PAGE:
Niagara Bible Conference
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James H. Brookes
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The Niagara Bible Conference, held annually between 1876 and 1900, influenced thousands of American preachers towards dispensational premillenialism. In 1878, the conference organizers wrote the Niagara Creed, one of the foundational documents in the development of American fundamentalism. The success of the conference spawned hundreds of imitation conferences around the country, including one founded by popular evangelist Dwight L. Moody in Northfield, Massachusetts.
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The Niagara Bible Conference started as the "Believers' Meeting for Bible Study" during the early 1870s with a handful of evangelicals who met informally each summer. These men--including Princeton theologian Charles Erdman, hymnwriter Philip Bliss, and publisher Fleming Revell--helped popularize the Bible conference movement in their respective fields. In 1876, the conference opened to the public and soon became a two week meeting each summer in various resort hotels around the country before finally settling in Niagara-on-the-Lake, Ontario.

Each year, the conference would focus on particular topic, with prophecy, missions, holiness, and the person of Christ making repeat appearances. The Niagara Bible Conference played a key role in spreading the theology of dispensational premillenialism (see the "Publication of the Scofield Reference Bible" for a fuller description) among prominent American theologians and preachers. In 1878 the conference organizers also wrote one of the foundational documents in the development of American fundamentalism. The Niagara Creed had fourteen points, listing traditional Protestant doctrines like the deity of Christ and the trinity along with premillenialism. The opening shot of the fundamentalist-modernist controversy came four decades later within the Presbyterian Church of the United States of America, when theological conservatives attempted to drive out theological liberals. They looked to the Niagara Creed for guidance, condensing the document down to five points in the "Doctrinal Deliverance of 1910."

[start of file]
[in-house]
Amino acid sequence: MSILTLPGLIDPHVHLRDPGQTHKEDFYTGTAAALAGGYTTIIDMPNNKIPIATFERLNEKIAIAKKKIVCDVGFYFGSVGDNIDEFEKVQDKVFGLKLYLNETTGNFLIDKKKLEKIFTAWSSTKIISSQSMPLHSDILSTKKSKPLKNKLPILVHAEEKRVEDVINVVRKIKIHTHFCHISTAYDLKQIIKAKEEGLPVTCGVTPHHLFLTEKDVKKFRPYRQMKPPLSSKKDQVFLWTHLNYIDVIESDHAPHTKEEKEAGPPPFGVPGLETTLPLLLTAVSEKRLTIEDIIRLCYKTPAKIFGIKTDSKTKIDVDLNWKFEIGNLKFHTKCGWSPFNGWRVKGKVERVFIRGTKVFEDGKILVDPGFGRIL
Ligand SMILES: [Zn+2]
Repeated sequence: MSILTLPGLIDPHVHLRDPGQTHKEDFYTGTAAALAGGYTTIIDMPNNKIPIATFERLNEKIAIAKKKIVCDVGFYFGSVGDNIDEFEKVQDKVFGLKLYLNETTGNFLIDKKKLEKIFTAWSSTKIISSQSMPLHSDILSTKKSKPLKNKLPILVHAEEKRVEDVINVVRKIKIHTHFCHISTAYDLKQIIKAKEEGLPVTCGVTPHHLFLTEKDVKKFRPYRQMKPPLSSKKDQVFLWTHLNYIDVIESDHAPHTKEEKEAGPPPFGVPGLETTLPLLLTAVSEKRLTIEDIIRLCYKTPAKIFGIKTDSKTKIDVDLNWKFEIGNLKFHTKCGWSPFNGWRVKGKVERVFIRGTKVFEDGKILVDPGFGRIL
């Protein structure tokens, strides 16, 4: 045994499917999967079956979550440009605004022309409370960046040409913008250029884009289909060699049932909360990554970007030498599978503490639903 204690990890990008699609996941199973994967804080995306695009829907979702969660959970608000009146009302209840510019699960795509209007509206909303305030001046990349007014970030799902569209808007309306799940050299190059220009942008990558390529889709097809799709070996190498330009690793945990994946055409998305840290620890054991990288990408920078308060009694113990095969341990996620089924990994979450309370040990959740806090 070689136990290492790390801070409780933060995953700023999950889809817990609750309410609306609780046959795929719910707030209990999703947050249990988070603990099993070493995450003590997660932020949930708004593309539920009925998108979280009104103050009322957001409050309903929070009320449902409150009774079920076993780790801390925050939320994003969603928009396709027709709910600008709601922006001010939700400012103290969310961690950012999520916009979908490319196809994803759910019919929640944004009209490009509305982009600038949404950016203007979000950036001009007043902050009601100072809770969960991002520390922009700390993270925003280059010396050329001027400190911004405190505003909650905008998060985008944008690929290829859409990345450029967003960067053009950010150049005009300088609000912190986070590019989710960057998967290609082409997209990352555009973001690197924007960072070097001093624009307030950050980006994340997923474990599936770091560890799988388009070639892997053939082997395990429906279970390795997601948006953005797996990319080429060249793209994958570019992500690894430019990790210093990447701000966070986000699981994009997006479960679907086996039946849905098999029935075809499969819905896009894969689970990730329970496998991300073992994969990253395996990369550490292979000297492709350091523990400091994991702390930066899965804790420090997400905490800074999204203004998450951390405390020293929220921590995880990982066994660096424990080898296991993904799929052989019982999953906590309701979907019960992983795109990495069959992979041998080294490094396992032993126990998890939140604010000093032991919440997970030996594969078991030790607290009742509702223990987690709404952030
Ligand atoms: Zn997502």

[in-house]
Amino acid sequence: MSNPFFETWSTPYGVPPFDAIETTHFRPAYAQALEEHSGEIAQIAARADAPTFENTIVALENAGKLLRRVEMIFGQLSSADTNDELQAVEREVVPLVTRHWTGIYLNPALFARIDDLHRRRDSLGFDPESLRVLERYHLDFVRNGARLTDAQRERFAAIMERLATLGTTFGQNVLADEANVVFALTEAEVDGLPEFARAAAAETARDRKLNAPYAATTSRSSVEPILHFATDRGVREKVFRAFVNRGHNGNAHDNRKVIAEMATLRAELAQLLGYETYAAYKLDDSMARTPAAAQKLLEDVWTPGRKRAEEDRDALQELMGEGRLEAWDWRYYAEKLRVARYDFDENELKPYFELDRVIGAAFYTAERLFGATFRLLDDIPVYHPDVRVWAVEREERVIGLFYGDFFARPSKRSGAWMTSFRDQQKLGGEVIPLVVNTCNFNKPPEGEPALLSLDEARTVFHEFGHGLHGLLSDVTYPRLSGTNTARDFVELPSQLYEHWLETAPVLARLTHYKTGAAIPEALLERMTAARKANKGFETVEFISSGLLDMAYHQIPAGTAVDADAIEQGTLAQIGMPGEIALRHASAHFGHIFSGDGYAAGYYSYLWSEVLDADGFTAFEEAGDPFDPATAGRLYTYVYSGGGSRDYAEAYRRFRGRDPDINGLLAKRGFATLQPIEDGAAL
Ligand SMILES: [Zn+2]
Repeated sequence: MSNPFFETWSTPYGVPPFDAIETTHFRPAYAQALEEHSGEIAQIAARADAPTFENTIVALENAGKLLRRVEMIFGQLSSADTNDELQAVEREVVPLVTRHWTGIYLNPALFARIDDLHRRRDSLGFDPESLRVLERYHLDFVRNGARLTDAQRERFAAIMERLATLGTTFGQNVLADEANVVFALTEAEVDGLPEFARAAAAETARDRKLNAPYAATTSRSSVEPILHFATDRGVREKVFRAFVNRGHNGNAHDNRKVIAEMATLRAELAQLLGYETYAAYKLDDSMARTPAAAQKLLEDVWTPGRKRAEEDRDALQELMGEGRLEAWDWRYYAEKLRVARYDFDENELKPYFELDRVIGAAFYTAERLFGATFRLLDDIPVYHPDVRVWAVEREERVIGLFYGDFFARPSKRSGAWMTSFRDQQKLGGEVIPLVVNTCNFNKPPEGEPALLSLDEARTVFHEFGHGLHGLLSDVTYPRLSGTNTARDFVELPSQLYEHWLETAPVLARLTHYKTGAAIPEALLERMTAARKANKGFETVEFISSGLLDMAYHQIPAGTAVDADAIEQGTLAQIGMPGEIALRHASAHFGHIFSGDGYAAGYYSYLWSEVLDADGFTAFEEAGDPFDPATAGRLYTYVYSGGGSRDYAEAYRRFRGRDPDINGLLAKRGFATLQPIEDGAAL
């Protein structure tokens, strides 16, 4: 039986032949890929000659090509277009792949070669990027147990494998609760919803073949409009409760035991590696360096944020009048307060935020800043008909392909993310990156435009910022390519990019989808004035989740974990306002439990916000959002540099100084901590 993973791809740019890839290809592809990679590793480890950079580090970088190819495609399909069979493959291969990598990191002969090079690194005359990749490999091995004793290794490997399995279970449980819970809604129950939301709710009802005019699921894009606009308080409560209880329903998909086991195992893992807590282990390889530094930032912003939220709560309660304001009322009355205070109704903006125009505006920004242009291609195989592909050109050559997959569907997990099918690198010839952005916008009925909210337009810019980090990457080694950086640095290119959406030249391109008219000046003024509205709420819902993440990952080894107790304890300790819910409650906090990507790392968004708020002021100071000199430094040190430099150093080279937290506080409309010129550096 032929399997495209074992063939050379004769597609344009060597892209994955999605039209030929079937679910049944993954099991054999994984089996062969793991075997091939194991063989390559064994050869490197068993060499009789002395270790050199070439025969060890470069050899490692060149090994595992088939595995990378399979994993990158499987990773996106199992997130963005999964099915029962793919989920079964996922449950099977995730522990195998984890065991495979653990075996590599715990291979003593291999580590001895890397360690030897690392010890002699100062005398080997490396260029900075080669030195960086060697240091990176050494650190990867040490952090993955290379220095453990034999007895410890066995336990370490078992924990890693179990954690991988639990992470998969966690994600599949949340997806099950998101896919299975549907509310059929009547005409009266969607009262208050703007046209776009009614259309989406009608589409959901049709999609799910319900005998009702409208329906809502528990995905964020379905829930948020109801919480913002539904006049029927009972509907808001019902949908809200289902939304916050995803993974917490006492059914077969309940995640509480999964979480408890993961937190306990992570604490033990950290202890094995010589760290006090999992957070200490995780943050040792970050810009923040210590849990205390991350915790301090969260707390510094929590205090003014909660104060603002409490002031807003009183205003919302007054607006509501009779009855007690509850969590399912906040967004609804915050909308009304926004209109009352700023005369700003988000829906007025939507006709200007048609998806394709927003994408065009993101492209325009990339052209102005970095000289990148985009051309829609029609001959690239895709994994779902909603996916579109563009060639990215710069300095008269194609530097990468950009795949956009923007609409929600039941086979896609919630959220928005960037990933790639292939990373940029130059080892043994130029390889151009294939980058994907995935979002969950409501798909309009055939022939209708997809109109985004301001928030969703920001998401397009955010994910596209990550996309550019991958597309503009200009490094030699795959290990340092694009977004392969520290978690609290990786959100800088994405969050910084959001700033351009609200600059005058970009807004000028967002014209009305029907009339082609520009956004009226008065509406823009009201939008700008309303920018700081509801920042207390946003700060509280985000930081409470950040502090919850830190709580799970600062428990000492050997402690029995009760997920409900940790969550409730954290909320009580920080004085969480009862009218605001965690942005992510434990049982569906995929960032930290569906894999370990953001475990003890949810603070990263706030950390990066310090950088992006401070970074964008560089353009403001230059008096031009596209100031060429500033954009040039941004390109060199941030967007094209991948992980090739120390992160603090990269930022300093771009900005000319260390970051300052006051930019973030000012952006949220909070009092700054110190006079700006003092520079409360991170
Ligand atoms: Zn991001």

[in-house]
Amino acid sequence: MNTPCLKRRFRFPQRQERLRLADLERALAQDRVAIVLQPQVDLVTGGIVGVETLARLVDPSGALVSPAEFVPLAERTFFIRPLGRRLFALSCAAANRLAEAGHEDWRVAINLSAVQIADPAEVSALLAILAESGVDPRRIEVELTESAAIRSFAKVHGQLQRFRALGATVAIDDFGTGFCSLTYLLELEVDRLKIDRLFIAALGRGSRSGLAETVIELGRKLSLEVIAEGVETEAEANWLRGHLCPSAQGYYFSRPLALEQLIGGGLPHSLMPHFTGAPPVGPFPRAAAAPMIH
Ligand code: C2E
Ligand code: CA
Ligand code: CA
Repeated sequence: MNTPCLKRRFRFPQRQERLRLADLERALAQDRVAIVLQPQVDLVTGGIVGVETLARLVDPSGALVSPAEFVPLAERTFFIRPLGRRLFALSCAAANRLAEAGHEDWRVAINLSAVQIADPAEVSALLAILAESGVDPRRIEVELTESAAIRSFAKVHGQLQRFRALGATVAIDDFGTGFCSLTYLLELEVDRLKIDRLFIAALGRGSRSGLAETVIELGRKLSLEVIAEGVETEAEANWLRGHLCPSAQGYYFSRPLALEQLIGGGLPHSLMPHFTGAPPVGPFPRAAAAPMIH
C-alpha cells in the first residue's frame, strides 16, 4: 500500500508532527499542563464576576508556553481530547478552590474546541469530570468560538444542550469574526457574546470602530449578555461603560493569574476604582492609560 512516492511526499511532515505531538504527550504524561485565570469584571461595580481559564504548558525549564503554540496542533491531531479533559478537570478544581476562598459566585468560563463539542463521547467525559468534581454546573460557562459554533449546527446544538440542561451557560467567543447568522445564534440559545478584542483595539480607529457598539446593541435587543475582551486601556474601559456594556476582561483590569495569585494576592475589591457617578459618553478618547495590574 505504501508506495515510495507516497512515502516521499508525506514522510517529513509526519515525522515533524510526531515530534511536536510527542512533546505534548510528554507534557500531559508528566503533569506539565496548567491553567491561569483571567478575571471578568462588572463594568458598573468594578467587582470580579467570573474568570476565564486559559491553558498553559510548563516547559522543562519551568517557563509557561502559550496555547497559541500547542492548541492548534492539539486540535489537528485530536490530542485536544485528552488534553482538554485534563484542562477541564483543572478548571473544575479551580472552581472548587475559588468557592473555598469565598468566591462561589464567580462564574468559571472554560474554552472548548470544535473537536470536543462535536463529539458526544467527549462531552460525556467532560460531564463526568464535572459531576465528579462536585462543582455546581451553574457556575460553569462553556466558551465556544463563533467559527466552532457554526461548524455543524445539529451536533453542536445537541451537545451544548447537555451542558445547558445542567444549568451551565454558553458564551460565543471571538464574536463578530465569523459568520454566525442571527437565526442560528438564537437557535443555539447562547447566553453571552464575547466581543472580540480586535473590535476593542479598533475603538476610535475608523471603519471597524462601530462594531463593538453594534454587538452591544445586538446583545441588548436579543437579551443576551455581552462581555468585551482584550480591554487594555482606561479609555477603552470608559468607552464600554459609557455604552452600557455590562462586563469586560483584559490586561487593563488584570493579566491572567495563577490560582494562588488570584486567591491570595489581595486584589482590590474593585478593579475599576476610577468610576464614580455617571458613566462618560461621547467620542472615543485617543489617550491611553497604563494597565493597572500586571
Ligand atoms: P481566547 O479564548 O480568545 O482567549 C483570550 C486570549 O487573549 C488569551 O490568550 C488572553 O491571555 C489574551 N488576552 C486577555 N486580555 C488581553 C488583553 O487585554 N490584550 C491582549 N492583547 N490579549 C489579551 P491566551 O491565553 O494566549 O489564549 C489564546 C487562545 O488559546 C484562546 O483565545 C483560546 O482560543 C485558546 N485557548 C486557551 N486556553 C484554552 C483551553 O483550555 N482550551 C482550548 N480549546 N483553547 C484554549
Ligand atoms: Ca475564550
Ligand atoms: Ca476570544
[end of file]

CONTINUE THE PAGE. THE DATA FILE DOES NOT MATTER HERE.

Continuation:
The success of the Niagara Bible Conference sparked a national bible conference movement as hundreds of preachers started their own regional conferences on the same template of multi-day meetings with an emphasis on dispensational premillenialism. The most successful of the imitators was founded by evangelist Dwight L. Moody, who after speaking at Niagara several times, founded the Northfield Conference in Massachusetts focused on training young people for foreign mission work.
Religious Groups
Timeline Entries for the same religious group Independent Fundamentalist Family
Independent Fundamentalist Family: Other ARDA Links

Moody, Dwight L.
Scofield, Cyrus Ingerson

James Brookes portrait- Internet Archive- from James H. Brooks, A Memoir by David Riddle Williams

Niagara-on-the-Lake- Internet Archive- from Report on the Believers’ Meeting for Bible Study
Book/Journal Source(s)
Beale, David O., 1986. In Pursuit of Purity: American Fundamentalism Since 1850. Greenville, SC: Unusual Publications.
Web Page Contributor
Paul Matzko
Affliated with: Pennsylvania State University, Ph.D. in History

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